Monday, May 16, 2022

Goldman Sachs Chief Warns Recession Risk ‘Very, Very High’

Lloyd Blankfein, the former chief executive officer at Goldman Sachs, speaks at the annual DealBook conference in New York, Nov. 1, 2018. The U.S. Justice Department revealed that a former Goldman partner pleaded guilty to bribery charges, clouding Blankfein’s final weeks as chairman.  MIKE COHEN / The New York Times 

The risk of the U.S. falling into a recession is “very, very high,” Goldman Sachs Chairman Lloyd Blankfein warned Sunday, saying citizens and corporations alike must prepare for the worst.

Blankfein, the investment bank’s former chief executive and current senior chairman, issued the grim warning on the CBS program “Face the Nation.” It comes as inflation is tracking at 8.3 percent over this time last year, economic growth fell into negative numbers for the first quarter of the year, and the national debt has topped $30 trillion.

“If I were running a big company, I would be very prepared for it,” Blankfein said. “If I was a consumer, I’d be prepared for it.”

The Federal Reserve raised its benchmark interest rate by a half-point earlier this month, in a strong, but expected move to slow surging inflation amid the negative economic growth. The central bank is expected to continue raising the rate through the end of the year after holding it at or near zero for several years. It normally raises or lowers the rate in quarter-point increments, and the half-point increase, which followed a quarter-point boost in March, was the biggest jump since May, 2000. The current federal funds target rate is between .75% and 1%.

A recession is defined as two straight quarters of negative economic growth. A recession coupled with surging inflation is dubbed “stagflation” by economists.

Blankfein said a recession is “not baked in the cake” and claimed the Federal Reserve has been “responding well” to the threat.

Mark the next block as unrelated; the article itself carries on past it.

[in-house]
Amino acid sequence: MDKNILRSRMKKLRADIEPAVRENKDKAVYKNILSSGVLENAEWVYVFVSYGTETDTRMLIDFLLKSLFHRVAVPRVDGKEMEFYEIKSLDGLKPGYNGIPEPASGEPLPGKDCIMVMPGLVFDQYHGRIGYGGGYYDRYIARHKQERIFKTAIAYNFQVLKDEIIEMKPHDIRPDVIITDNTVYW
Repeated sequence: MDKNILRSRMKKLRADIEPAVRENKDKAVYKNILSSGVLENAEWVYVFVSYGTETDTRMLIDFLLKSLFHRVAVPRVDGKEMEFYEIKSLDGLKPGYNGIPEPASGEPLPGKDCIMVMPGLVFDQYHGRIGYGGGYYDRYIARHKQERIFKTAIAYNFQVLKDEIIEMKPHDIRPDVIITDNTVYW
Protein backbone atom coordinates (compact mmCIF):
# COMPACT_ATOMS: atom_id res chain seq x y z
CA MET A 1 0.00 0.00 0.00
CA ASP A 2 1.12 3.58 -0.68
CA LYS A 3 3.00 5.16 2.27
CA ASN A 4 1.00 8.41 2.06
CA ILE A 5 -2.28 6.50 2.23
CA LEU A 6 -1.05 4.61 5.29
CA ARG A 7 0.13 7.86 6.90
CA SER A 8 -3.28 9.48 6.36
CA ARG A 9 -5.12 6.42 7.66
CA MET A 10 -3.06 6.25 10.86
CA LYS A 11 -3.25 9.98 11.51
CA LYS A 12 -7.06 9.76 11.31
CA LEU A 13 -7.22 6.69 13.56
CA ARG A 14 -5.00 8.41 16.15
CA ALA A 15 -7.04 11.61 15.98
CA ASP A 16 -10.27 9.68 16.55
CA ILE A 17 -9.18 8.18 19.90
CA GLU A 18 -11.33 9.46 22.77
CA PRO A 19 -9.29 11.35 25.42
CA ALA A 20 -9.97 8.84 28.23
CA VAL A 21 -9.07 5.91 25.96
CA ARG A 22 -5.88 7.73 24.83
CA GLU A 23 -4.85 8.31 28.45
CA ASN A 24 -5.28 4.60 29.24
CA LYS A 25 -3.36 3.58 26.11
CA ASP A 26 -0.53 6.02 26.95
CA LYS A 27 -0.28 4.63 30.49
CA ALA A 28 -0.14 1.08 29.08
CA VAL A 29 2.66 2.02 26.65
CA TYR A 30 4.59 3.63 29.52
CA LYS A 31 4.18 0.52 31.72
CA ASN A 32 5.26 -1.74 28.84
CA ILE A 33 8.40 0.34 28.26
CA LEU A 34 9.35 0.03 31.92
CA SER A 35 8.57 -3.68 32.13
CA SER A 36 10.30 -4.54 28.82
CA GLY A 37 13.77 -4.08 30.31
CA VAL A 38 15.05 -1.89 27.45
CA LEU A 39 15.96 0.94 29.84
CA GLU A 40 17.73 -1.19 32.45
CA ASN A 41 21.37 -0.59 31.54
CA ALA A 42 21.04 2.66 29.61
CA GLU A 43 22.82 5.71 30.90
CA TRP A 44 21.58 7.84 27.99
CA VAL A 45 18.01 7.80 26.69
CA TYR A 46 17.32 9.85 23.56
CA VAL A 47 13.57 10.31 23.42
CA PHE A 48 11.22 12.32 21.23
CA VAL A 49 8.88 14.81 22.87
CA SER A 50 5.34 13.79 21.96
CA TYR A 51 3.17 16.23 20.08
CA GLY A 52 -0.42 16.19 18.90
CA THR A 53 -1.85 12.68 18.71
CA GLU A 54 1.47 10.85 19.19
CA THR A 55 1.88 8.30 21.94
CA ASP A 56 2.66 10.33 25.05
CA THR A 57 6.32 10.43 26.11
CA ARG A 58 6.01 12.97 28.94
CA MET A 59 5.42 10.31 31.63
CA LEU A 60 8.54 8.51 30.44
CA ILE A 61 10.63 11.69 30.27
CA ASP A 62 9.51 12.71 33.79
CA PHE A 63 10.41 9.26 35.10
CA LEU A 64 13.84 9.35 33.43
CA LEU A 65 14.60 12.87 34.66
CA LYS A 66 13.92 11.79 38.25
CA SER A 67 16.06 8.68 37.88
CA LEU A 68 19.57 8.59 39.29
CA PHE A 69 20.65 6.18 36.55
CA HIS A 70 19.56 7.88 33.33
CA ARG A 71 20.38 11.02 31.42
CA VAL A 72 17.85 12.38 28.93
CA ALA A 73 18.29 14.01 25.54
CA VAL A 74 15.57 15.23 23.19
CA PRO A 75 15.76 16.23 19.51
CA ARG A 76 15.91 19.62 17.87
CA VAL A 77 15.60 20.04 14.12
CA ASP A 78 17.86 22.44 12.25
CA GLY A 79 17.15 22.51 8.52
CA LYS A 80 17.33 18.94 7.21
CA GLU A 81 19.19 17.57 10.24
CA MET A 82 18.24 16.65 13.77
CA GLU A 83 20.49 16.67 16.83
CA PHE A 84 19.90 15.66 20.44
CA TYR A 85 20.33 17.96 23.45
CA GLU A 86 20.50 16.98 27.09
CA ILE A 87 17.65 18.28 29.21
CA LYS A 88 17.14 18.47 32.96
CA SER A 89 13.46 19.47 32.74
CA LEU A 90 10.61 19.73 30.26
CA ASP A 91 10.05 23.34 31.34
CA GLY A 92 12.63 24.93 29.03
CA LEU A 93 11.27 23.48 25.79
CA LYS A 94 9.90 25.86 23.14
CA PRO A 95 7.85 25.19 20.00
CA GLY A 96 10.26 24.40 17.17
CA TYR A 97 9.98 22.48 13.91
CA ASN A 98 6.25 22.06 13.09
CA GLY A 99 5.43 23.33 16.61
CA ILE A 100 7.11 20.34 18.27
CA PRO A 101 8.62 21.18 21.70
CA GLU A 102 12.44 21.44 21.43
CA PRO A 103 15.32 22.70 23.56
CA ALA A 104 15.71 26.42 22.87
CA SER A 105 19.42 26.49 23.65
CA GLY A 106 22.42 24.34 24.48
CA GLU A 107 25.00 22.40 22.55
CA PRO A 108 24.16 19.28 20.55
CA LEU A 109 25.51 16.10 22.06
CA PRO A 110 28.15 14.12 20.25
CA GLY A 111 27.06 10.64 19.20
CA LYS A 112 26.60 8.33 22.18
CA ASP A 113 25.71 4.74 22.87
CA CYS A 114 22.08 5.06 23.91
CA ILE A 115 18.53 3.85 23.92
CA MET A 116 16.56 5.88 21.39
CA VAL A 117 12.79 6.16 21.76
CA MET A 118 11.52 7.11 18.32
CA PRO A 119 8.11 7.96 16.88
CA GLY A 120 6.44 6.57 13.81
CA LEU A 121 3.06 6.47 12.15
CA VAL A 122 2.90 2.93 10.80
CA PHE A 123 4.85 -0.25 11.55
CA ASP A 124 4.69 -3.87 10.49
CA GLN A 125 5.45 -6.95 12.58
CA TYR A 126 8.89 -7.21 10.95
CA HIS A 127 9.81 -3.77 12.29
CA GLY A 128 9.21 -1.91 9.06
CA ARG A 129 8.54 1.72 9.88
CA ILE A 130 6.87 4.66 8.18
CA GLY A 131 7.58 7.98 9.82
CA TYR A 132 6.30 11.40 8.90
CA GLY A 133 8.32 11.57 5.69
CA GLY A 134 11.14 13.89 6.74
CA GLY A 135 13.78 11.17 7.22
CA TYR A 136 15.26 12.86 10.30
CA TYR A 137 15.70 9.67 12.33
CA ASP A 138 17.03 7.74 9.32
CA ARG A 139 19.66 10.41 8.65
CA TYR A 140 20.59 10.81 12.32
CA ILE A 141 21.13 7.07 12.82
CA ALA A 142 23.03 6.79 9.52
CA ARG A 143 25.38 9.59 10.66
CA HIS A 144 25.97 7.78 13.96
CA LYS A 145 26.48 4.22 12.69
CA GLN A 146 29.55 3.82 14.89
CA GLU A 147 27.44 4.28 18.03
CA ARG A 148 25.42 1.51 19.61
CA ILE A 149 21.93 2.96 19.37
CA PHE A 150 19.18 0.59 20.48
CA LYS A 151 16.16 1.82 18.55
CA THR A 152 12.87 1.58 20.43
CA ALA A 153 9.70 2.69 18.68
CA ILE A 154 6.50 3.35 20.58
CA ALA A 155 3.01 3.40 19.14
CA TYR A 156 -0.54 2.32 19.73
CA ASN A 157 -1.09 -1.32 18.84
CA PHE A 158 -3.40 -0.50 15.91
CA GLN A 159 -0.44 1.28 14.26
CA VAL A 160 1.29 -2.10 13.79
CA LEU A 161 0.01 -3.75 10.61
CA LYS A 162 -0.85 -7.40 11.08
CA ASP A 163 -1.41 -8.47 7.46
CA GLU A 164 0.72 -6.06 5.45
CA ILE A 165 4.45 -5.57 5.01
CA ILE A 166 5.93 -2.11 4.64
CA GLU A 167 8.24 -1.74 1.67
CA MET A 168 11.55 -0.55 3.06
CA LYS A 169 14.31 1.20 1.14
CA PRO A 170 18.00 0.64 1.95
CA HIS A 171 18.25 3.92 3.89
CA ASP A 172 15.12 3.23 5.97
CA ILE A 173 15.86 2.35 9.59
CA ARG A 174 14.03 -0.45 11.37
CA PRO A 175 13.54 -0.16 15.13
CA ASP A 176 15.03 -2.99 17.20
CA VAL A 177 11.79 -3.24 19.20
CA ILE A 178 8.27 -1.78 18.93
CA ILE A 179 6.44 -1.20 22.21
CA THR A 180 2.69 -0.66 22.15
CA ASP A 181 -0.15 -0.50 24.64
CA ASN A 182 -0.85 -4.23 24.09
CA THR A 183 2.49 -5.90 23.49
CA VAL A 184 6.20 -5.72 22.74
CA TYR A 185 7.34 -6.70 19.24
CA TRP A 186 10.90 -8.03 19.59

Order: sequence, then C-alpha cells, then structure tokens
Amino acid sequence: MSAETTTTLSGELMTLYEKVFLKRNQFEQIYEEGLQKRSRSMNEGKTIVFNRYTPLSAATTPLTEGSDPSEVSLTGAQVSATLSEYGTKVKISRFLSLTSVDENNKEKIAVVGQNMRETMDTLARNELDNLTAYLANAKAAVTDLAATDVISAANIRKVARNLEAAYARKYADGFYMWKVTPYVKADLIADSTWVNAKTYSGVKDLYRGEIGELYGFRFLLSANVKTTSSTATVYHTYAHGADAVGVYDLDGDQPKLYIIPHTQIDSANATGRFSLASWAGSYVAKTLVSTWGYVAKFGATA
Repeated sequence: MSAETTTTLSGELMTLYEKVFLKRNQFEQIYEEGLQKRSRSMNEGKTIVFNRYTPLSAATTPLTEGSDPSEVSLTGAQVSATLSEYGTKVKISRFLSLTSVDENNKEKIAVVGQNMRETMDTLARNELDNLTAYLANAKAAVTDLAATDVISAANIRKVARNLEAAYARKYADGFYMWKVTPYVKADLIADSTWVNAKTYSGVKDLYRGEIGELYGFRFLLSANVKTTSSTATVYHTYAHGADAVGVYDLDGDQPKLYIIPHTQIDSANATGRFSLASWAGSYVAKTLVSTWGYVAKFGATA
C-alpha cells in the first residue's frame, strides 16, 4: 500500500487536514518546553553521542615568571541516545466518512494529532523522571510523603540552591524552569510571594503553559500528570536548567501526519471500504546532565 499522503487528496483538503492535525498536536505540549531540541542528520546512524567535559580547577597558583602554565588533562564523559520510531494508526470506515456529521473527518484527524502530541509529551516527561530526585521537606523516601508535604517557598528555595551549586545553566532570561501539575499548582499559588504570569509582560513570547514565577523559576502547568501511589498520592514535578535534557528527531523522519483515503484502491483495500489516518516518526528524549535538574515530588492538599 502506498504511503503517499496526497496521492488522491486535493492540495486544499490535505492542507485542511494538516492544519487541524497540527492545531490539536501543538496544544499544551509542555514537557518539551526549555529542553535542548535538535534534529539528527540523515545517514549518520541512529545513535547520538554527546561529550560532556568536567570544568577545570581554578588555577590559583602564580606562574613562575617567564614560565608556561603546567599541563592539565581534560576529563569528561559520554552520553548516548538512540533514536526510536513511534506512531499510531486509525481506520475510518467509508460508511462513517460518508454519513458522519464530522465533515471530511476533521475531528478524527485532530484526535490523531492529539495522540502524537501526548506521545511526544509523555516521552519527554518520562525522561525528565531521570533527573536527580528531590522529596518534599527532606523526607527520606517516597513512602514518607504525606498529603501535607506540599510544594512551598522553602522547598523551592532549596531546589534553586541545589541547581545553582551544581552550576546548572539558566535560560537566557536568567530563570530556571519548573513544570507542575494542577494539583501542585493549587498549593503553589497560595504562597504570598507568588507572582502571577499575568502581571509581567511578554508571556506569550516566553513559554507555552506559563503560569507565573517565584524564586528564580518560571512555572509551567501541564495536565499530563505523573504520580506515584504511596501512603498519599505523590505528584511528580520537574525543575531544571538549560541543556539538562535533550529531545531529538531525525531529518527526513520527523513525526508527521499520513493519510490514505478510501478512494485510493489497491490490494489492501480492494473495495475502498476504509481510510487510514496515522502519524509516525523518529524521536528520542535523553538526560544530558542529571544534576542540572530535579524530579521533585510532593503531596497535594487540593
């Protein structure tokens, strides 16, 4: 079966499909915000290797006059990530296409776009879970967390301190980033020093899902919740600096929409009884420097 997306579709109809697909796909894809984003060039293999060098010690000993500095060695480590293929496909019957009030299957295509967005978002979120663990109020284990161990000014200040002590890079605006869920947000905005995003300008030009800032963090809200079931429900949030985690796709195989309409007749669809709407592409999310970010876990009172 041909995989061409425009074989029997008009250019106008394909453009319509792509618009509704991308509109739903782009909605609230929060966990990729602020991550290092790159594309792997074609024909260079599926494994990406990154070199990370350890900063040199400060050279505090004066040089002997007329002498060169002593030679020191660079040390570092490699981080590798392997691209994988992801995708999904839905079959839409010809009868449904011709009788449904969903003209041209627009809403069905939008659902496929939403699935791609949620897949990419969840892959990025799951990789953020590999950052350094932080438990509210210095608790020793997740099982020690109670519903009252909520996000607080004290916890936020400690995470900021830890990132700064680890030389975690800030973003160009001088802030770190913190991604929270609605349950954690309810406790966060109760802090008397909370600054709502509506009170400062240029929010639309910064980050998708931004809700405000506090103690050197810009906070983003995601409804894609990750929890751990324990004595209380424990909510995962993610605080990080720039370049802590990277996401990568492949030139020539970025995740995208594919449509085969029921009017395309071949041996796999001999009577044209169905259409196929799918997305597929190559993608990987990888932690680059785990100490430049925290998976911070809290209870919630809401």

Blankfein’s warning came as Goldman’s economists cut their forecasts for U.S. economic growth this year and next. It now expects GDP to expand 2.4% this year, down from 2.6%. It cut its 2023 estimate to 1.6% from 2.2%.

Last month, a top economist warned that the entire globe is already in the early stages of a “very significant” recession.

“It’s going to be a global recession pulling down [the] Euro zone in particular,” Piper Sandler Chief Global Economist Nancy Lazar told Fox Business anchor Maria Bartiromo, noting that “it looks like China GDP in the second quarter could also be negative.”

The doom and gloom comes as Americans grapple with surging gasoline, food, and housing prices, as well as a shortage of baby formula. U.S. consumer sentiment plunged in early May to the lowest level since 2011.

“Joe Biden inherited a robust economy from President Trump and has managed to fully squander it — leading Americans into stagflation,” the Republican National Committee tweeted earlier this month.

Last week, the Senate voted 80-19 to confirm Federal Reserve Chair Jerome Powell to a second term, despite the roaring inflation, which he last year dismissed as “transitory.”

After raising the Fed rate earlier this month, Powell told reporters he believes the Fed can lower inflation without triggering a recession.

“We have a good chance to have a soft or softish landing,” he said. “The economy is strong and is well-positioned to handle tighter monetary policy.”

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